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President Trump's decision on Jerusalem

Note: US President Donald Trump’s decision of 6 December 2017 to recognize Jerusalem as the capital of Israel has evoked nearly unanimous international condemnation. The following day 14 out the 15 UN Security Council members condemned Trump's decision and in a similar move on 21 December the UN General Assembly adopted a resolution condemning the Trump's move by a vote of 128 to 9 with 35 abstentions and 21 absences. The US embassy building in Jerusalem was inaugurated on 14 May 2018. The media reaction to the controversy is reproduced here. Editor MEI@ND


Al Jazeera, Doha, Opinion, 5 December 2017

Trump’s dangerous Jerusalem gambit

In the past, the US Congress passed several laws in favour of Israel that infringe on the executive branch's constitutional authority over foreign policy. But consecutive presidents have consistently opposed these laws and claimed presidential waivers to postpone their implementation. The Jerusalem Embassy Act (1995) was one such example. If Trump goes through with the move, the US will become the first country to have its embassy in Jerusalem. This will overturn decades of an international consensus on the status of the highly contested city. If the US president is committed to moving the US embassy to Jerusalem, there is, however, a much easier and acceptable way: The Trump administration can officially accept the two-state solution. Unfortunately, it appears that Trump is choosing war over peace. For the full text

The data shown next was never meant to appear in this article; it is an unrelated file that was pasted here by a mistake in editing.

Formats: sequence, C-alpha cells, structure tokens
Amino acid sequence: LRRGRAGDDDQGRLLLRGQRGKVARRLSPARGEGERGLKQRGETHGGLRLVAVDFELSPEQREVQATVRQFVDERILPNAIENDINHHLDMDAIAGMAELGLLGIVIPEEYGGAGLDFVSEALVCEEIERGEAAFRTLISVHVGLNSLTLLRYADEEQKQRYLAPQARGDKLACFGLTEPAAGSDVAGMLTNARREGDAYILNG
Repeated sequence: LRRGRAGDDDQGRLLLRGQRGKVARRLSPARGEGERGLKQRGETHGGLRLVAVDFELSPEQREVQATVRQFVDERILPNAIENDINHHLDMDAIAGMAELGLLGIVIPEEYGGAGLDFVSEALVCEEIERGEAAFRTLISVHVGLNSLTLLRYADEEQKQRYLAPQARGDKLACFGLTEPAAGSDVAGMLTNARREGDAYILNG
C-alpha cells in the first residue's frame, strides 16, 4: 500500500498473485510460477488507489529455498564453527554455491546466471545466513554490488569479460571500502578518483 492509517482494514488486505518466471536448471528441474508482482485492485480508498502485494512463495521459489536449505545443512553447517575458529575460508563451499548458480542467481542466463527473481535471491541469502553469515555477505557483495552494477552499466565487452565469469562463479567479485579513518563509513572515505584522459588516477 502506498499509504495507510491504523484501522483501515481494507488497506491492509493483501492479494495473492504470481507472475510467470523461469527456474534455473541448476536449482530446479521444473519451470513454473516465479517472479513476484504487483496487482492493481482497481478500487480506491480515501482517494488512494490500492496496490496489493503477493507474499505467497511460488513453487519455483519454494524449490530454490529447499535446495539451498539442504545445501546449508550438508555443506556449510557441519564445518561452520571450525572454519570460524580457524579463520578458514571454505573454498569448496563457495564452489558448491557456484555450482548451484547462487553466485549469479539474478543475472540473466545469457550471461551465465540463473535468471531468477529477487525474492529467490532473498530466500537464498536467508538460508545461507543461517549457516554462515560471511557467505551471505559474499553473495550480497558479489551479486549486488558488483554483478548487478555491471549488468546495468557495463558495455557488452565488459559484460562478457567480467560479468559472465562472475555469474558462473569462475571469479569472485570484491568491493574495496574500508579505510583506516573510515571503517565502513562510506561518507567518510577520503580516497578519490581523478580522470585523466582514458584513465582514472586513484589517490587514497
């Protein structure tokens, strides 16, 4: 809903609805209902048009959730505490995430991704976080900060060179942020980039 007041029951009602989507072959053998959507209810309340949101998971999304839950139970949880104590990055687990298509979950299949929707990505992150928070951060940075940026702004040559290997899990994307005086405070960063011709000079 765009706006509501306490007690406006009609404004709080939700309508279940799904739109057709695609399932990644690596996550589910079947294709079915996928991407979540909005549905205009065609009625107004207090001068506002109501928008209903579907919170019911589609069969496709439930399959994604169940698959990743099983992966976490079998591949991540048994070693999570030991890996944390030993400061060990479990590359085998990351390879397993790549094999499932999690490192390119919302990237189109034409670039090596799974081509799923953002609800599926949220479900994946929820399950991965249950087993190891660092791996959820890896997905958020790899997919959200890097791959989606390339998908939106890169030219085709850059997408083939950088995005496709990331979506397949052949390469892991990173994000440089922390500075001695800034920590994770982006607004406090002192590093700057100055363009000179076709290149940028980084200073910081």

Bloomberg, New York, Opinion, 6 December 2017

Trump's Move Frees Palestinians to Focus on Peace, Not Jerusalem

The Organization of the Islamic Conference called Trump's plan to recognize Jerusalem an act of "naked aggression." The State Department has warned recognition will bring violence. But official American neutrality on Jerusalem has not stopped Palestinian leaders from exercising a riot veto before. Indeed, neutrality has created a moral hazard. None of this is to say the Palestinians do not have real grievances. They do. Palestinians still live under occupation in the West Bank and blockade in Gaza. But it does show that Western sensitivity on Jerusalem has allowed Palestinian leaders to weaponize the issue. And that's the real danger of sticking to the policy of Jerusalem neutrality. It feeds a Palestinian illusion: With enough patience and rage, one day the Jews will be evicted from their eternal capital. That's not going to happen. And as more and more Arab states come to rely on Israel in the regional war against Iran and its proxies, this fact is becoming more visible to the rest of the region. For the full text 

Council on Foreign Relations, New York, Backgrounder, 6 December 2017

What’s At Stake with the U.S. Recognition of Jerusalem?